Referring now to FIG. 6, may be seen an end view taken along line 6--6 of the guide of FIG. 5. The wear surfaces (32) of the vanes, each circumferentially spaced 120° about the guide body, establishes a diameter (D). It may be noted that wear surface (32) may be slightly curved to conform to the interior of tubing (14) and that the base portion (50) of the vane adjacent the rod body may be more narrow than the vane at the outside wear surface. This feature permits even greater fluid bypass area and makes the convergent taper surfaces (48) more aerodynamic. It may also be seen that convergent surface edge (52) may also be conveniently rounded. In fact, if desired, the degree of roundness of convergent surface edge may be such that to cause the semi-pyramid shaped structure on the terminal end of the vane to more closely resemble a semi-cone.
It is a feature of the present invention for the L/D ratio to be between about 2.1 to 3.5. Because of the variation of rounded edges (40), it has been found convenient to simply define the vane length (L) to be the length of the vane at the diameter (56) of the standard full size coupling which couples the rods. The diameter of couplings (20) may vary depending upon the size of the rod connected. Typically, a 5/8" rod is coupled with a standard connector having an outer diameter of about 1.5 inches. A 3/4" rod is coupled with a 15/8" standard connector, a 7/8" rod with a 1 13/l6" standard connector and a rod with a 2 13/16" standard connector. A vane, having a terminal end like FIG. 3 or 5, will produce a vane length (L) only a little greater (10-15%) than the length of the outside wear surface.
Below is set forth a table which shows the drag coefficients (Cd) at varying fluid velocities V.sub.(max), for prior art rod guides on 3/4" rods and a rod guide of the present invention.
Three prior art guides were compared to a guide of the present invention substantially identical to FIG. 2. Prior art guide TB is a standard guide, common in the industry, produced by J. M. Huber Corporation and sold under the trademark TURBULENCE BREAKER. This guide is very similar to the guide of German Patent 3130580 to Ebenhoh, with an L/D ratio of 1.7 and an erodible volume of 2.29 cubic inches. Prior art guide DP is a commercially available guide substantially identical to U.S. Pat. No. 4,809,777 to Sable and sold under the trademark DOUBLE PLUS. This guide purports to have the least fluid drag of any guide available. Comparative guide RC is a field installed guide substantially as described in U.S. Pat. No. 3,399,730 to Pourchot, manufactured by J. M. Huber and sold under the trademark RC. It is clear from the graph of FIG. 7 and the drag coefficients of Table 1 that the guide of the present invention significantly reduces the drag contributed by a rod guide to a rod string without sacrifice of erodible volume.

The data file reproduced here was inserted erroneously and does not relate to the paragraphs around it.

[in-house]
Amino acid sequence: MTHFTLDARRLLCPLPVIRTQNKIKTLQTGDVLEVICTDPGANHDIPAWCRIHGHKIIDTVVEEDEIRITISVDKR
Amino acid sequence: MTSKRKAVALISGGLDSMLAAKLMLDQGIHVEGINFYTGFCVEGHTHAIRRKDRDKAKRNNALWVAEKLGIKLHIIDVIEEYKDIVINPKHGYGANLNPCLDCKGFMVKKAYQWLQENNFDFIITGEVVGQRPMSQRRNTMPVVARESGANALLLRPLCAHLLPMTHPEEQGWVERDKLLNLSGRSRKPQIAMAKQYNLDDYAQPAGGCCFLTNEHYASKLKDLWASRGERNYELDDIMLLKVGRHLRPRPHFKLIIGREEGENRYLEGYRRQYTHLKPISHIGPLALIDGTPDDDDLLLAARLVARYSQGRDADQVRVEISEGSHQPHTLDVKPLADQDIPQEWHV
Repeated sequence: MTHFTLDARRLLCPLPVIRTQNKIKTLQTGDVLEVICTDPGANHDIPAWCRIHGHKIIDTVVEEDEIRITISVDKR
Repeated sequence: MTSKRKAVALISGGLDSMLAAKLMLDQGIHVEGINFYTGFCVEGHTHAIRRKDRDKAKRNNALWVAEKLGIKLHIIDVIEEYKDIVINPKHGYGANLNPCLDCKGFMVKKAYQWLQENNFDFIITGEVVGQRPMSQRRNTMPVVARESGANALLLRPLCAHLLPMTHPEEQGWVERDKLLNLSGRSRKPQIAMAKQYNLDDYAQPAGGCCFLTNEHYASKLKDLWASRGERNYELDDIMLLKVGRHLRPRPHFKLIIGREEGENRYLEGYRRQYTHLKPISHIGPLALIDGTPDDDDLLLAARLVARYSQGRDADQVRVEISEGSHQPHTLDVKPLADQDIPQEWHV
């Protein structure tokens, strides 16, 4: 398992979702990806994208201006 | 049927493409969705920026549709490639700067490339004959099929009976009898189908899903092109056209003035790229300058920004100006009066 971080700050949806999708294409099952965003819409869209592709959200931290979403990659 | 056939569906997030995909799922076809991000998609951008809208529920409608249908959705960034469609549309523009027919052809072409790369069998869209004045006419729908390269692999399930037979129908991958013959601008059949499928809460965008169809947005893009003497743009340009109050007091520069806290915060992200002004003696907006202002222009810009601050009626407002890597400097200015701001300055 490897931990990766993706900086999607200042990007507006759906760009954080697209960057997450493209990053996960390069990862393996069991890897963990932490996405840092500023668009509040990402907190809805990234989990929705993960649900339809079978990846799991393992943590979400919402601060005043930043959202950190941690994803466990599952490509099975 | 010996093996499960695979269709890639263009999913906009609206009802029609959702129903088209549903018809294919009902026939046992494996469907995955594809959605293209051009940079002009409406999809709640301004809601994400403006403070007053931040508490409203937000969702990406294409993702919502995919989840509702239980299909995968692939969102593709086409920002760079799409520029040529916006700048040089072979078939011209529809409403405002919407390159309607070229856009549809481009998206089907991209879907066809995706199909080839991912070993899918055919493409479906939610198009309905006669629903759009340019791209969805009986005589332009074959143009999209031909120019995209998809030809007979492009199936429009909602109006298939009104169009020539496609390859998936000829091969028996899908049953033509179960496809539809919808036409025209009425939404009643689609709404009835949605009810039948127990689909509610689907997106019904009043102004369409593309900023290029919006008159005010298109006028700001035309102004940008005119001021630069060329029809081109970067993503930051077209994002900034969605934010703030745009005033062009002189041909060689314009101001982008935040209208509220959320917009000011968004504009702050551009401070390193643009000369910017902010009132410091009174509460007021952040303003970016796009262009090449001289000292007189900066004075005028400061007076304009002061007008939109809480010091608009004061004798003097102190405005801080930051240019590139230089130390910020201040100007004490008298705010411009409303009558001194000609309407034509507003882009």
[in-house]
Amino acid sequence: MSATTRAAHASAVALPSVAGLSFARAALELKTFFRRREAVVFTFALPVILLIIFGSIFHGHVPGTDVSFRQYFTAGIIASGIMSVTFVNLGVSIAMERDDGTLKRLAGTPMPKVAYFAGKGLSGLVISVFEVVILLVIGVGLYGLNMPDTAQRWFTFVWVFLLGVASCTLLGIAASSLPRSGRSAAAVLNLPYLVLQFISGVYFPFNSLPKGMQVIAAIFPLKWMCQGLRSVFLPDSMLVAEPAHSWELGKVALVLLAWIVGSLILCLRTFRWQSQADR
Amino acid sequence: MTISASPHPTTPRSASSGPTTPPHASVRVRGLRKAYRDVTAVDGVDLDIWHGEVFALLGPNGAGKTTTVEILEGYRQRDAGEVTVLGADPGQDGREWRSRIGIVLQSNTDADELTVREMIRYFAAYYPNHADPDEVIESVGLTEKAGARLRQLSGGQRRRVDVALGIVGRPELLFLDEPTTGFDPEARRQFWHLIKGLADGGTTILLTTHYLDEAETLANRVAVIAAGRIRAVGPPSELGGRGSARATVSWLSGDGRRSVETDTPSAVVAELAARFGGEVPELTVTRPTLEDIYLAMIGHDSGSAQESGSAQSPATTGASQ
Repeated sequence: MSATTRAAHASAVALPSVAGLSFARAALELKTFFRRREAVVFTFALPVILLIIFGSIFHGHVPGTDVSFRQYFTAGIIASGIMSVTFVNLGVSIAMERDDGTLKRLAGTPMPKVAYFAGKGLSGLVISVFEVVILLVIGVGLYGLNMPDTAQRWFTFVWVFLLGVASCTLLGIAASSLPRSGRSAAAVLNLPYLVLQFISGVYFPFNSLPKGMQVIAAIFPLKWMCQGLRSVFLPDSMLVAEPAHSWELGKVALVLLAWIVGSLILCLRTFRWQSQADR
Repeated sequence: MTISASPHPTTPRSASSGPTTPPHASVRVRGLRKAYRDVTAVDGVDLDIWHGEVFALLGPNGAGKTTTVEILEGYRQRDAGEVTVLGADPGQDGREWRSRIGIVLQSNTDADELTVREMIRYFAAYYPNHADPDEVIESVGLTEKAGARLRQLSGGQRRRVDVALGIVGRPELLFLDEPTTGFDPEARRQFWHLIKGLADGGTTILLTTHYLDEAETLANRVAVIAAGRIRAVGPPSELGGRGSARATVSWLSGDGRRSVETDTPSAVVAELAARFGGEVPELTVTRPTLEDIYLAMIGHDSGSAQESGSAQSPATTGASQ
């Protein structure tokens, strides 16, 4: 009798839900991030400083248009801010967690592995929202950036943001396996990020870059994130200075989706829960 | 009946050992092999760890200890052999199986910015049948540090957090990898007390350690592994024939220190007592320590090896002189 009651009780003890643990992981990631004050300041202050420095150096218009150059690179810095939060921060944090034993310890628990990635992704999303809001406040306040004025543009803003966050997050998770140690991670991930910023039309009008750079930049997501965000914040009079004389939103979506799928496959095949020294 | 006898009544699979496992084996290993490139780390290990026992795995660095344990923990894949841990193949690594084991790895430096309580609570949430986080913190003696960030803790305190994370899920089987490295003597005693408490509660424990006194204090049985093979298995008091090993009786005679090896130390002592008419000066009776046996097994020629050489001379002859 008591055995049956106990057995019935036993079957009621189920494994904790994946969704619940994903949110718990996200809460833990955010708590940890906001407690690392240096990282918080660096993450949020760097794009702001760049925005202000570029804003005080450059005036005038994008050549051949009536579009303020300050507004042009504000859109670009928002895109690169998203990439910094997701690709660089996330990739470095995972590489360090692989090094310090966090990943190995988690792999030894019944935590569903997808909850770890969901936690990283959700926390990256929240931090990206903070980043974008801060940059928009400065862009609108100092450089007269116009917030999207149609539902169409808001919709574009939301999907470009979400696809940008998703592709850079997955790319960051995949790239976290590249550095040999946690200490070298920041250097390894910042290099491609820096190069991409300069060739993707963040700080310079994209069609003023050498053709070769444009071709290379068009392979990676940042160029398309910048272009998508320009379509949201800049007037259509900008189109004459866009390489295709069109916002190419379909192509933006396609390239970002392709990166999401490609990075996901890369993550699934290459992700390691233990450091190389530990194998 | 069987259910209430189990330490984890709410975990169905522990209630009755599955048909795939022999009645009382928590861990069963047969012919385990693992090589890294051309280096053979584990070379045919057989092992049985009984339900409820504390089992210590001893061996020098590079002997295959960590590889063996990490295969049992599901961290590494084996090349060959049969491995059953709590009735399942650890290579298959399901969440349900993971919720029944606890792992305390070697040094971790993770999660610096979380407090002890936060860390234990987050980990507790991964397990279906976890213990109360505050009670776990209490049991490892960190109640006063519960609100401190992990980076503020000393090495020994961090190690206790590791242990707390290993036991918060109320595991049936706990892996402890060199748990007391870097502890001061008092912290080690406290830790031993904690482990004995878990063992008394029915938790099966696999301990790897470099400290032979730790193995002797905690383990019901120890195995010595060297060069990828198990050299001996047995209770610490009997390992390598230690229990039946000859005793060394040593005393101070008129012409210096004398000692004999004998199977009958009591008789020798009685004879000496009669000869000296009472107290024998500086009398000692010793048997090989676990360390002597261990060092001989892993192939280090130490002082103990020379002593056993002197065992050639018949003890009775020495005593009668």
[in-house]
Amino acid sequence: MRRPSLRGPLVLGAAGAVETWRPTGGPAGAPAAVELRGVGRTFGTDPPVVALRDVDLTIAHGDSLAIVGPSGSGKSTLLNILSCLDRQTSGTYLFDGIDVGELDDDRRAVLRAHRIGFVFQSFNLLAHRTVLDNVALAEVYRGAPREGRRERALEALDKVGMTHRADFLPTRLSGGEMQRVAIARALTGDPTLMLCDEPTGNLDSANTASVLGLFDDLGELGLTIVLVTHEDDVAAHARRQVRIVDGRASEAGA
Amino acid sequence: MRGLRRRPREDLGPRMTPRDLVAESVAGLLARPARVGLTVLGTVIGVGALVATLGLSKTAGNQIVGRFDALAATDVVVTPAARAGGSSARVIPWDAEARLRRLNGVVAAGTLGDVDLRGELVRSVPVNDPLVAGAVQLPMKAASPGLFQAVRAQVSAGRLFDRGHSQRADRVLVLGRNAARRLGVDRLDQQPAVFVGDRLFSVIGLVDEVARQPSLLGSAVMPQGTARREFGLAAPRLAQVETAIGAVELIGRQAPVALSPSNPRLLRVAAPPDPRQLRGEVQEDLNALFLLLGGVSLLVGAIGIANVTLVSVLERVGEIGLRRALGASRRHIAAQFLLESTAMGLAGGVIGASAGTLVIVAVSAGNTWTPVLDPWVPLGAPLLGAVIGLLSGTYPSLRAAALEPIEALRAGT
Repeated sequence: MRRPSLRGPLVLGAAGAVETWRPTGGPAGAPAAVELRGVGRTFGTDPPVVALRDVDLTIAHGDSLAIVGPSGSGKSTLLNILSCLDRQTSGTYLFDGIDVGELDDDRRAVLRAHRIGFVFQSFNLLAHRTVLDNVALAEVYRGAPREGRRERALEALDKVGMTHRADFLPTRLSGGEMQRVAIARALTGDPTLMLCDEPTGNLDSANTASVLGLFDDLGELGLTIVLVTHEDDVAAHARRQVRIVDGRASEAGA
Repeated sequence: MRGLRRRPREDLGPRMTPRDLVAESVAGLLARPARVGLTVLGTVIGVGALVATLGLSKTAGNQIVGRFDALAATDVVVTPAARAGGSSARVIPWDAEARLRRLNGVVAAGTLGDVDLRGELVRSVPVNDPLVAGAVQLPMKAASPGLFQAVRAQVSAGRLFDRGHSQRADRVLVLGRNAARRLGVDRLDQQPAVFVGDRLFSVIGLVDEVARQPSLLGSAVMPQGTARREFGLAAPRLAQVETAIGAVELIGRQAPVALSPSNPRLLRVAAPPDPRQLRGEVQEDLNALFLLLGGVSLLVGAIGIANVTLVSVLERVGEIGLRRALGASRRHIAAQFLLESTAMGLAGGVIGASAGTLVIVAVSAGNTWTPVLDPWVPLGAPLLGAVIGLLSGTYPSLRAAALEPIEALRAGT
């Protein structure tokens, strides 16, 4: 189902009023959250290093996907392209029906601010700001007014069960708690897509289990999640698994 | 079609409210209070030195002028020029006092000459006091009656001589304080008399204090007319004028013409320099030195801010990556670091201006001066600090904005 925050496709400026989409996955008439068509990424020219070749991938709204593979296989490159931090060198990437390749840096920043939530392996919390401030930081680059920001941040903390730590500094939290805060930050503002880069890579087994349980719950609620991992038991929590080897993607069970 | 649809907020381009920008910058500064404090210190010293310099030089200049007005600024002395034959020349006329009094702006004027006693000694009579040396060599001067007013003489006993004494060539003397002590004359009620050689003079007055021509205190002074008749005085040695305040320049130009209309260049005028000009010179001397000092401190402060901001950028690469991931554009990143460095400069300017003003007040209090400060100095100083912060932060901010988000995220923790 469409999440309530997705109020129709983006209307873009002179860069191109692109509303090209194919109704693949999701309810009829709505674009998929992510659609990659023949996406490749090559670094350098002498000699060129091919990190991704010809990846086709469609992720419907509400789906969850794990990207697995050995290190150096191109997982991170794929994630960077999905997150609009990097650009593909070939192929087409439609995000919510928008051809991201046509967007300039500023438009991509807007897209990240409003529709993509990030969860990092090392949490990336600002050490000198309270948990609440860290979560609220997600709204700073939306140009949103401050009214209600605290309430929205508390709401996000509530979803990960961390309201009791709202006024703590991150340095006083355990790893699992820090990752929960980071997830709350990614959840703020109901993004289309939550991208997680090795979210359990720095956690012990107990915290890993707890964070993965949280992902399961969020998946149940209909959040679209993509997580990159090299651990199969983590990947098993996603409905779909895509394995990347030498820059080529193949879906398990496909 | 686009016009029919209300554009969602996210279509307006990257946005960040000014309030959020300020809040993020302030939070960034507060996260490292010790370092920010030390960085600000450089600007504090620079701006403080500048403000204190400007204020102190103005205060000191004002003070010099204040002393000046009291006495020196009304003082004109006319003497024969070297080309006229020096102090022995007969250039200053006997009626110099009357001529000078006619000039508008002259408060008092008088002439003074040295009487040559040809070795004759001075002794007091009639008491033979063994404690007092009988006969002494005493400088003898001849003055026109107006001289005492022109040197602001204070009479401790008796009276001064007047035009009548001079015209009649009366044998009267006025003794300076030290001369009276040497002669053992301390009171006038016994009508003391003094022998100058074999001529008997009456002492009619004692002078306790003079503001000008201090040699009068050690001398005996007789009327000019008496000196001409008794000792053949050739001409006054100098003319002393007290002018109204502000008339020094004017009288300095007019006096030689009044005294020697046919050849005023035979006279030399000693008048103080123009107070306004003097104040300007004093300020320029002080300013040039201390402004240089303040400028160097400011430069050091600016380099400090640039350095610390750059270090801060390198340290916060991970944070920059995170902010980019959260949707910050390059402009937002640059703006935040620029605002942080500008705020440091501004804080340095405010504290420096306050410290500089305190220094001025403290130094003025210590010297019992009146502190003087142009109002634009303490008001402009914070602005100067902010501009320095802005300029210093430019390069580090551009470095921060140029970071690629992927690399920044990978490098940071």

TABLE I______________________________________CrossSection Erod. V.sub.(max)(%) L/D Vol. (in3) (ft/min) Cd______________________________________21/2" TB 64% 1.25 2.29 156 0.91 195 0.80 233 0.71 272 0.75 311 0.77 350 0.79 389 0.7521/2" DP 61% 1.17 3.80 156 0.92 195 0.88 233 0.82 272 0.85 311 0.84 350 0.85 389 0.8621/2" RC 78% 2.02 4.75 156 4.65 195 4.00 233 3.76 272 3.46 311 3.32 350 3.22 389 3.1221/2" FIG. 2 56.5% 2.7 3.84 156 0.63 195 0.57 233 0.62 272 0.65 311 0.67 350 0.66 389 0.66______________________________________
It may be seen from the above table, for the guide of the present invention, the drag coefficient is substantially constant as the linear velocity of the passing fluid varies as compared to guides of the prior art. This constancy of drag coefficient suggests that fluid movement past the guide approaches laminar flow and therefore, turbulence and drag is reduced. It should be remembered that drag coefficients decrease as velocities increase or as flow rates move from laminar through the transition zones into turbulent regions. Eventually, drag coefficients will become constant as the flow rate moves further into the turbulent range or as the Reynolds number exceeds 104. Disjointed results are possible in transition zones between laminar and turbulent flow.
Again, it is a feature of the present invention that this reduced drag coefficient is obtained without loss of erodible volume. It should be noted that a guide of the present invention substantially in the form of FIG. 2 actually has a greater erodible volume than prior art comparative examples DP or TB. Comparative guide RC gains erodible volume only at the expense of increased cross-sectional area.
It is another feature of the present invention that the cross-sectional area of the guide is kept as low as practical. Table I illustrates that for similar diameter guides the cross section of FIG. 2 guide is significantly less than the others without loss of erodible volume. Cross sectional area is the area occupied by the guide as a percent of the area encompassed by its selected diameter.
It should be noted that for guides of the present invention, the cross-sectional area should be between 64-67% for a nominal 2" guide (i.e. for use with 2" ID tubing), 54-60% for a 21/2" guide and 47-52% for a 3" guide. The selected diameter for a guide is slightly less than the tubing ID for which it is intended.
Referring now to FIG. 7, there may be seen a graph which depicts the relation between velocity of fluid past a guide in a tube, V.sub.(max), and the axial force exerted upon the guide by the moving fluid, lbs. drag/guide.